From a filmmaker who has given us moving and evocative works like The Sixth Sense and Signs, The Village is a big step down. In fact, his latest film shows more and more signs of the amateur filmmaker whose childhood movies have appeared on the DVDs to illustrate how far he's come. Had the film played the interesting premise it proposes from its start, it could have made for a solid Shyamalan thriller; instead it unsatisfactorily raises a variety of issues and subplots (young romance, the journey). Shyamalan's normally keen storytelling skills have given way to an overaggressive style and adherence to a formula, down to the 108-minute running time. The Village feels like an idea with potential that was filmed instead of fully developed; its weaknesses stand out, annoy, and overshadow any good qualities.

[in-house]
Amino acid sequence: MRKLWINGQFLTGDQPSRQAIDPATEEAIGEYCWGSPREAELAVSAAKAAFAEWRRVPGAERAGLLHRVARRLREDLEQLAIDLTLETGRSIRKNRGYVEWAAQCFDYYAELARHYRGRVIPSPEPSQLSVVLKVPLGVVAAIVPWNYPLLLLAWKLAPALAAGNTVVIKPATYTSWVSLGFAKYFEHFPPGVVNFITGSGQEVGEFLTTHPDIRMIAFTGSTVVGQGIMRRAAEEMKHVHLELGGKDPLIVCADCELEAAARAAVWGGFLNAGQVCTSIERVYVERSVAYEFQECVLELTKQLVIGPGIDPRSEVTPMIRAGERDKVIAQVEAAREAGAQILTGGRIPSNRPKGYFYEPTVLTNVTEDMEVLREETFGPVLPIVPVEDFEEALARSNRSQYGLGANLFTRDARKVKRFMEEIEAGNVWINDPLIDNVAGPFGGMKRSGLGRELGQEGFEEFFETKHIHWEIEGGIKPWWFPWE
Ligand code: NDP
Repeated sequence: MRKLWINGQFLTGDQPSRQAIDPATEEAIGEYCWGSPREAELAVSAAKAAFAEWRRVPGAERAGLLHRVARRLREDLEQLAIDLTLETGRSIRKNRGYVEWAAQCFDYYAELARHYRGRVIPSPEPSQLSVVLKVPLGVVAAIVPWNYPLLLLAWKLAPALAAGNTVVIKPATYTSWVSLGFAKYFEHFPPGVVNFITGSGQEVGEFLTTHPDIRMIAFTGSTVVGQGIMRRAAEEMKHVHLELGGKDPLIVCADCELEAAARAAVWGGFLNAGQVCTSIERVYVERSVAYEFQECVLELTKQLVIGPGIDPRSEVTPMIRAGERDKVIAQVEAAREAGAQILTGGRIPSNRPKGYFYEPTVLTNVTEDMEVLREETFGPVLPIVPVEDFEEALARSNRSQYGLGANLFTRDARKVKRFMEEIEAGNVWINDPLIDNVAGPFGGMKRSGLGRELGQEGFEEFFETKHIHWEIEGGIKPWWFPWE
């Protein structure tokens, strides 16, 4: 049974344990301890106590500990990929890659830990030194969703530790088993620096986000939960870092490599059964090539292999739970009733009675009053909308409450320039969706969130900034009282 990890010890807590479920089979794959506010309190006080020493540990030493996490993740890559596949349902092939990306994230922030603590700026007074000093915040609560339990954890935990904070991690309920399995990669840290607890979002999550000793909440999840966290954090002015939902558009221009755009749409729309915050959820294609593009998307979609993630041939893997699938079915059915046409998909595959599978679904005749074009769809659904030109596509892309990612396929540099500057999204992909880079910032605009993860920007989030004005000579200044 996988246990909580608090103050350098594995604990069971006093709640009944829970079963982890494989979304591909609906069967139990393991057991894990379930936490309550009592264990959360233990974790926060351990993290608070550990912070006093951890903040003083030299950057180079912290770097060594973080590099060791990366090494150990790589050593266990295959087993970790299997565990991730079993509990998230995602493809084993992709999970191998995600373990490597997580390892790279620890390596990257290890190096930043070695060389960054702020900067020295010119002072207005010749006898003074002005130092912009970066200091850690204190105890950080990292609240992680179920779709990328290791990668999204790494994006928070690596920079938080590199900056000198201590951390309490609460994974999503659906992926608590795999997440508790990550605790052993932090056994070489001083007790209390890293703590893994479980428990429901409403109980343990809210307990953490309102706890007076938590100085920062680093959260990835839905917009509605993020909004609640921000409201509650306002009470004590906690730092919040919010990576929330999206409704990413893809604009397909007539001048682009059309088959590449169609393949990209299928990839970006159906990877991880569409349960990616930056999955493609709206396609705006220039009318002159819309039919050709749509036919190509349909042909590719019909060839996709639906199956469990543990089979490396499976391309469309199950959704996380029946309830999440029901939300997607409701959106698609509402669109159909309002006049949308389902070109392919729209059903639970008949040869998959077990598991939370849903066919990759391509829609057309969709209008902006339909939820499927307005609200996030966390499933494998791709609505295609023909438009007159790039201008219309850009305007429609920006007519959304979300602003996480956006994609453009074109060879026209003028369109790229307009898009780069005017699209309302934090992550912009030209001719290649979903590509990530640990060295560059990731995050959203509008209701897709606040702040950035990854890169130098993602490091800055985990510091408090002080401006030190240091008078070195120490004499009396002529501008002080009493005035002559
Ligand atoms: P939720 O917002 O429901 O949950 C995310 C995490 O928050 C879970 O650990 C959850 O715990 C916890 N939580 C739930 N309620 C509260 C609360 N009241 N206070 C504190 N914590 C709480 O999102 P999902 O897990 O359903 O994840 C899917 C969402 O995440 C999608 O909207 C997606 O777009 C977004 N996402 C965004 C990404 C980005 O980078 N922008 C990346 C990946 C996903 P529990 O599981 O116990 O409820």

Buy The Village: Vista Series DVD from Amazon.com DVD Details

1.85:1 Anamorphic Widescreen
Dolby Digital 5.1 EX (English, French)
Subtitles: English, French, Spanish
Closed Captioned
Release Date: January 11, 2005
Single-sided, dual-layered disc (DVD-9)
Suggested Retail Price: $14.99 (Reduced from $19.99)
THX-Certified with Optimizer tests
Black Keepcase